What Is the Most Common Cause of Dyspnea?

Reviewed on 9/2/2020

What Is Dyspnea?

Dyspnea is the medical term for shortness of breath or difficulty breathing.

What Are Symptoms of Dyspnea?

Dyspnea is shortness of breath or difficulty breathing and is a symptom of other medical conditions. Dyspnea may be acute (sudden dyspnea) or chronic (long-term dyspnea).

When a person feels short of breath, other symptoms may include:

  • Inability to breathe deeply
  • Sense you cannot inhale deeply
  • Tightness in the chest
  • Increased effort to breathe
  • “Air hunger”
  • Sensation of rapid, shallow breathing 
  • Sense of heavy breathing
  • Feeling of suffocation

Additional symptoms that may accompany dyspnea, depending on the cause, include: 

  • Cough
  • Sputum production
  • Nasal congestion
  • Chest pain
  • Swelling of extremities 
  • Raynaud’s phenomenon (poor circulation to the extremities)
  • Joint swelling
  • Muscle weakness 

What Causes Dyspnea?

There are numerous causes for dyspnea. 

The most common causes of chronic dyspnea include: 

Acute dyspnea that comes on over minutes to hours is usually due to a limited number of conditions, including:

  • Cardiovascular causes
  • Reduced blood flow in cardiac arteries (acute myocardial ischemia)
  • Heart failure
  • Cardiac tamponade
  • Acute coronary syndrome (ACS) 
  • High output failure
  • Cardiomyopathy
  • Arrhythmia
  • Valvular dysfunction

Respiratory causes

Neurologic causes

Toxic/metabolic causes

Other causes


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How Is Dyspnea Diagnosed?

Diagnosis of dyspnea usually begins with a history, if the patient is able to speak, and a physical examination. In the physical exam, the doctor will check

  • Respiratory rate
  • Pulse oximetry
  • Abnormal breath sounds such as stridor, wheezing, crackles
  • Cardiovascular signs such as abnormal heart rhythm, heart murmur, muffled or distant heart sounds, and other signs
  • Blood pressure drops when inhaling (pulsus paradoxus)
  • Skin for discoloration that may show signs of low blood oxygen (hypoxia) or poor blood flow, signs of an allergic reaction, or evidence of trauma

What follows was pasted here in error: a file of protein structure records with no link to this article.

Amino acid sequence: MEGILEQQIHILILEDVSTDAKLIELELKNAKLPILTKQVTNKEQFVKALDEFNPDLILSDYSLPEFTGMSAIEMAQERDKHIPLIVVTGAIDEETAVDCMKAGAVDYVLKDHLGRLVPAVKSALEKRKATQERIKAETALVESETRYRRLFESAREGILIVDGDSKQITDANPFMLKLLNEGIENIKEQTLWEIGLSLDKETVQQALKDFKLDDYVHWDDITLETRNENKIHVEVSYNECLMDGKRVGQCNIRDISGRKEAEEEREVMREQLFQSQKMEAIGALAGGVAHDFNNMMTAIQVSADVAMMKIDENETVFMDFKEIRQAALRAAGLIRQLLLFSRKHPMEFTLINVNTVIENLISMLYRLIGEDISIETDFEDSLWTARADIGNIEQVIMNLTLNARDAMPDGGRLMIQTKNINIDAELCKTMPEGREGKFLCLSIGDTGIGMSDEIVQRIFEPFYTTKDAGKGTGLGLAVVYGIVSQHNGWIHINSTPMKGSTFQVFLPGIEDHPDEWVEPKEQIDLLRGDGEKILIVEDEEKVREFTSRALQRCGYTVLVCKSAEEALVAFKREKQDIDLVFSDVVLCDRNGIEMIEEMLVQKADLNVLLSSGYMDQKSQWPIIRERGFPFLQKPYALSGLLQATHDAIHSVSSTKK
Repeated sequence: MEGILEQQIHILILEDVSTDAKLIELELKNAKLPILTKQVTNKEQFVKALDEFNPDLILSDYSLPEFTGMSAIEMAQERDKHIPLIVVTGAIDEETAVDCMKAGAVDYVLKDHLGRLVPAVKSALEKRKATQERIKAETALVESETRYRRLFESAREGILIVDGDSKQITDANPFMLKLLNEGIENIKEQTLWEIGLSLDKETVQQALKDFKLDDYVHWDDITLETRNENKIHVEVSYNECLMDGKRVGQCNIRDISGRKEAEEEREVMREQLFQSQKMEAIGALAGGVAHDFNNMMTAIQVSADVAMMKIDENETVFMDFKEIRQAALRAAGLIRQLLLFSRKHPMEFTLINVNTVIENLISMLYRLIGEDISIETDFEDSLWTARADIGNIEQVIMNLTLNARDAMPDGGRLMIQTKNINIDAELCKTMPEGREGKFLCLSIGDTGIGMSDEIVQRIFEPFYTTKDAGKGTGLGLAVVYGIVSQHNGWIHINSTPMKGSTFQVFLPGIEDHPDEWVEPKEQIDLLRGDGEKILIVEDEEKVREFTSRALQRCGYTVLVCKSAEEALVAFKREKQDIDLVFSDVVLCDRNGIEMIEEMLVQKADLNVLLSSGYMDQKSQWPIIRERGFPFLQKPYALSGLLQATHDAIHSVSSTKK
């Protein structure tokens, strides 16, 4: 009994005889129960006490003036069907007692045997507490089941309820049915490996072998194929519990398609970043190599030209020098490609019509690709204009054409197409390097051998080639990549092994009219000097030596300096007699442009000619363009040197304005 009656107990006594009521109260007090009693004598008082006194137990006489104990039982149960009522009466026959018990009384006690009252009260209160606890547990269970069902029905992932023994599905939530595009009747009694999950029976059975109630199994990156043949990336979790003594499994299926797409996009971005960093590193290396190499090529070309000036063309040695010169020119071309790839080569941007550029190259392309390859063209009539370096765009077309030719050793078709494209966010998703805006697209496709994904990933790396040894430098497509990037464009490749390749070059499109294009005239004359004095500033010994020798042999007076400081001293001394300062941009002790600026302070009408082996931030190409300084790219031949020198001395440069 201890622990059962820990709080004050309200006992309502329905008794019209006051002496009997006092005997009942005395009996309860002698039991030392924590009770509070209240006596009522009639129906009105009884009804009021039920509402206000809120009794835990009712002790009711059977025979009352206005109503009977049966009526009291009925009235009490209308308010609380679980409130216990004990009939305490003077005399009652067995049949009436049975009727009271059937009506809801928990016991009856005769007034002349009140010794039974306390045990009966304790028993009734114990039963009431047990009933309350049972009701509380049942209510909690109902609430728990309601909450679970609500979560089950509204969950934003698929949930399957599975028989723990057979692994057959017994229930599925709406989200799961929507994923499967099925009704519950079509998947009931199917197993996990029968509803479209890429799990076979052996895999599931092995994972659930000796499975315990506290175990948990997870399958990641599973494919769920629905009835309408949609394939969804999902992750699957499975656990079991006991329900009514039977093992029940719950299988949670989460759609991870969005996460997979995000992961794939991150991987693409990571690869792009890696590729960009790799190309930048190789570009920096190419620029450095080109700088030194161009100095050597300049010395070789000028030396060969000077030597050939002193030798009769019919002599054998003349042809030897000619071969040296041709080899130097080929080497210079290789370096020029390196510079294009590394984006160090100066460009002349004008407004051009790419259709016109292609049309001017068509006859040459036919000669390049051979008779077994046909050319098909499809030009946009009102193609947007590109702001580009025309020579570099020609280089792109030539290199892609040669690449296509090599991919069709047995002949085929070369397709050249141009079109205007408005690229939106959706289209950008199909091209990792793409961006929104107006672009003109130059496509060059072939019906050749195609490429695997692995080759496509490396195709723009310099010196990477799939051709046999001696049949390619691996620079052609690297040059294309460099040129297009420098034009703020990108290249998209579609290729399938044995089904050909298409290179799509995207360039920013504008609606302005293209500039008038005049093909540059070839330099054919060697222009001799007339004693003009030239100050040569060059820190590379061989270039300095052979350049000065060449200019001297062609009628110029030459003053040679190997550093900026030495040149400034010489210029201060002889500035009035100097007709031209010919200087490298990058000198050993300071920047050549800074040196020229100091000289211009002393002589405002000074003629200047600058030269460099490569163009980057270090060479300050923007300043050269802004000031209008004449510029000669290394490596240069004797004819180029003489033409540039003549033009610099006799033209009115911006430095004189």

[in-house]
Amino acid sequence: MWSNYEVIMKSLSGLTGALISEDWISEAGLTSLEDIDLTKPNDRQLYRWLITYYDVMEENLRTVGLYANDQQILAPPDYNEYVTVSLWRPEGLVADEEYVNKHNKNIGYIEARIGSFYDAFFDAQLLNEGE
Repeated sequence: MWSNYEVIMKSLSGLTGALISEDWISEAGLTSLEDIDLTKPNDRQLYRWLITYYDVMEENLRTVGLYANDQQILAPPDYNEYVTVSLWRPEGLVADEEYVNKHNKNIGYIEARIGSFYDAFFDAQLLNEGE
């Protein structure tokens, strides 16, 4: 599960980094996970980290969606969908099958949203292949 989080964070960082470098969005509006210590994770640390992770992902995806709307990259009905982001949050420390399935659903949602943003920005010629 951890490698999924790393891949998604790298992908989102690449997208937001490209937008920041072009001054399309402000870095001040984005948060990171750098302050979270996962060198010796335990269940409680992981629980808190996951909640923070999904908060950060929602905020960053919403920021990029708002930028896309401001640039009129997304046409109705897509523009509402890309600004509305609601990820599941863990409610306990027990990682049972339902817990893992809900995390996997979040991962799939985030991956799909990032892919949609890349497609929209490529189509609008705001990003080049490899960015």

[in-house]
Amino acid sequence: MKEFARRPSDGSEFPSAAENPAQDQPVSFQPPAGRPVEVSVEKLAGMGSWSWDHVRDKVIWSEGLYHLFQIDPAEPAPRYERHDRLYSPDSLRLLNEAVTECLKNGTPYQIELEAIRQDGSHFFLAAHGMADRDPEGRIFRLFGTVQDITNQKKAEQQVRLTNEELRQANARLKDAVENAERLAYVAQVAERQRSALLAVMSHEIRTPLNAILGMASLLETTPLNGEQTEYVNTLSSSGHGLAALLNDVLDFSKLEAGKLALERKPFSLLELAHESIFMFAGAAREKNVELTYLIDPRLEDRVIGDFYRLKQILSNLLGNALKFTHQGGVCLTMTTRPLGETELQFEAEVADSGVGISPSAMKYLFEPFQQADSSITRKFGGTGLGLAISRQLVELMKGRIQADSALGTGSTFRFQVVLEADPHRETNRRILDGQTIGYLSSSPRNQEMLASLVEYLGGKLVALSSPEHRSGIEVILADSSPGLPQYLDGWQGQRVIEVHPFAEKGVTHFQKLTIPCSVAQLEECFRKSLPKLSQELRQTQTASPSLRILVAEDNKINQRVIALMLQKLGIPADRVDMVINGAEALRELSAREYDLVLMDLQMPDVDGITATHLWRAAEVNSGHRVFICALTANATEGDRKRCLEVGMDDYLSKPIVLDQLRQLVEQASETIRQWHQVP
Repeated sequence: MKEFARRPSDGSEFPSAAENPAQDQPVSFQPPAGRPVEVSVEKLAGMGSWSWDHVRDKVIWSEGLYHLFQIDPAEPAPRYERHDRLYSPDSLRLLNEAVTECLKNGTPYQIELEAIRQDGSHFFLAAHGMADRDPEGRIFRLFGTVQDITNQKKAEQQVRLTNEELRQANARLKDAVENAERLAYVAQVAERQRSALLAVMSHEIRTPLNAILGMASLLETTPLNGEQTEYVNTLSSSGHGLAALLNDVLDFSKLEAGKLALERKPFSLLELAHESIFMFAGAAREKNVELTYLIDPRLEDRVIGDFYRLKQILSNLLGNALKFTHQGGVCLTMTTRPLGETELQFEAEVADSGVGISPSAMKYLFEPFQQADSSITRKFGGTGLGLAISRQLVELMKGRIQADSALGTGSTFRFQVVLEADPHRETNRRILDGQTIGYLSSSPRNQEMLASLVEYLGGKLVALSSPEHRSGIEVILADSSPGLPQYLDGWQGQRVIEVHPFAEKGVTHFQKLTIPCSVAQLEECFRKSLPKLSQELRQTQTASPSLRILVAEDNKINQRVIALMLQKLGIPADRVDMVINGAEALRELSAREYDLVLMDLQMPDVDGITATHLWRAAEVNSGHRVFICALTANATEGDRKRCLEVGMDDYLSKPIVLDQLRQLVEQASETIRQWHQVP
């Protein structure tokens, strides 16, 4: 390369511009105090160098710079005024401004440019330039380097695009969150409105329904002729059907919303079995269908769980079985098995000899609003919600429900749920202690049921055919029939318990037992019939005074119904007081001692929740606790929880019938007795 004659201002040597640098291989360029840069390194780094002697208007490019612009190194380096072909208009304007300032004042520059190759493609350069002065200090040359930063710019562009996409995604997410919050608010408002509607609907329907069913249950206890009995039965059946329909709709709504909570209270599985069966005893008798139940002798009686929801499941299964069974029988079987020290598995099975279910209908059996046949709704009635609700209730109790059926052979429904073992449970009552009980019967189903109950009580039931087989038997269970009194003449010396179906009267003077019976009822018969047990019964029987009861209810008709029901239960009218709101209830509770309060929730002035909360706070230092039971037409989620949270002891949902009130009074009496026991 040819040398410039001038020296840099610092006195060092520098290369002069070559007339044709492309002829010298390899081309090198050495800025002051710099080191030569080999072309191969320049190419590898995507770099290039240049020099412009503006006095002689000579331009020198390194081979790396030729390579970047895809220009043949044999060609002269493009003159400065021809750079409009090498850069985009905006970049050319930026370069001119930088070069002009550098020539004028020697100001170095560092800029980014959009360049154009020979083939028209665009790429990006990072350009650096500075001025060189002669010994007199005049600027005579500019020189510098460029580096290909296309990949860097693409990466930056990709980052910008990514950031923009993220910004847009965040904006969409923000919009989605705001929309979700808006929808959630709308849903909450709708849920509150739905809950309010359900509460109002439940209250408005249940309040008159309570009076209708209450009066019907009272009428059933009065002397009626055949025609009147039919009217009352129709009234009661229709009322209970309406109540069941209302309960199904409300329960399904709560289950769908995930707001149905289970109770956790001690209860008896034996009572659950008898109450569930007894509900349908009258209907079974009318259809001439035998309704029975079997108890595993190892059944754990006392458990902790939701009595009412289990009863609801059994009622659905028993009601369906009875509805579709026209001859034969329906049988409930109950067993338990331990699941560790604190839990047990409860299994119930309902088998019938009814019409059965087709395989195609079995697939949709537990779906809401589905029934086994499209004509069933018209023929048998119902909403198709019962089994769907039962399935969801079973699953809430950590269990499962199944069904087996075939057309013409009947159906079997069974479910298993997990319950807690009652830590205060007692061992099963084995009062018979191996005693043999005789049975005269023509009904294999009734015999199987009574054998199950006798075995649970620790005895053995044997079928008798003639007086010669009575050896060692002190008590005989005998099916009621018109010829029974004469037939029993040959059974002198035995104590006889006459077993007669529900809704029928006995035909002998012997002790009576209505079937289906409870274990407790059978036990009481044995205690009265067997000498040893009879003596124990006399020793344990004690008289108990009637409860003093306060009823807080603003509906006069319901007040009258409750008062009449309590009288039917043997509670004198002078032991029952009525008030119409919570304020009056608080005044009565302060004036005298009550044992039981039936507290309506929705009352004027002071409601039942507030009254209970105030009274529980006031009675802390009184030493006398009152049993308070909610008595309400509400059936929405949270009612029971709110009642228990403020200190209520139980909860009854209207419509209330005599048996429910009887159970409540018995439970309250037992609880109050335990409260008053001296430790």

• Swelling of extremities

Tests that may be indicated to help diagnose the cause of acute dyspnea include: 

  • Chest X-ray
  • Ultrasound
  • Electrocardiogram (ECG
  • Cardiac biomarkers 
  • Brain natriuretic peptide (BNP) 
  • D-dimer 
  • Arterial and venous blood gas
  • Carbon dioxide monitoring 
  • Chest computerized tomography scan (CT) 
  • Pulmonary ventilation/perfusion (V/Q) scan
  • Multidetector computed tomography (MDCT) scan of the chest 
  • Peak flow and pulmonary function tests (PFTs) 
  • Negative inspiratory force (NIF) 

Tests for chronic dyspnea depend on the suspected cause and may include: 

  • Blood tests 
  • Spirometry pre and post inhaled bronchodilator OR full pulmonary function tests (PFTs)
  • Pulse oximetry during ambulation at a normal pace over approximately 200 meters and/or up two to three flights of stairs
  • Chest X-ray
  • Electrocardiogram (ECG)
  • Plasma BNP or NT-pro BNP

What Is the Treatment for Dyspnea?

Treatment for acute severe dyspnea in an emergency setting usually includes

  • Oxygen 
  • Determining if the patient needs emergency airway management and ventilatory support
  • Establishing the most likely causes of the dyspnea and initiating treatment

Treatment for chronic dyspnea varies widely depending on the cause. For example

  • If chronic dyspnea is caused by asthma, that may be treated with medications such as bronchodilators or inhaled steroids 
  • If chronic dyspnea is caused by a blood clot (pulmonary embolism), you may need blood thinners
  • If chronic dyspnea is caused by fluid in the lungs, that fluid may need to be drained

What Are Complications of Dyspnea?

Complications of dyspnea include:

  • Low blood oxygen (hypoxia)
  • Loss of consciousness
  • Cognitive impairment

How Do You Prevent Dyspnea?

Some causes of dyspnea may be prevented, and in doing so, this will prevent dyspnea from developing or worsening. 

  • Don’t smoke or quit smoking
  • Lose weight and maintain a healthy weight
  • Avoid allergens
  • Practice stress reduction techniques

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Reviewed on 9/2/2020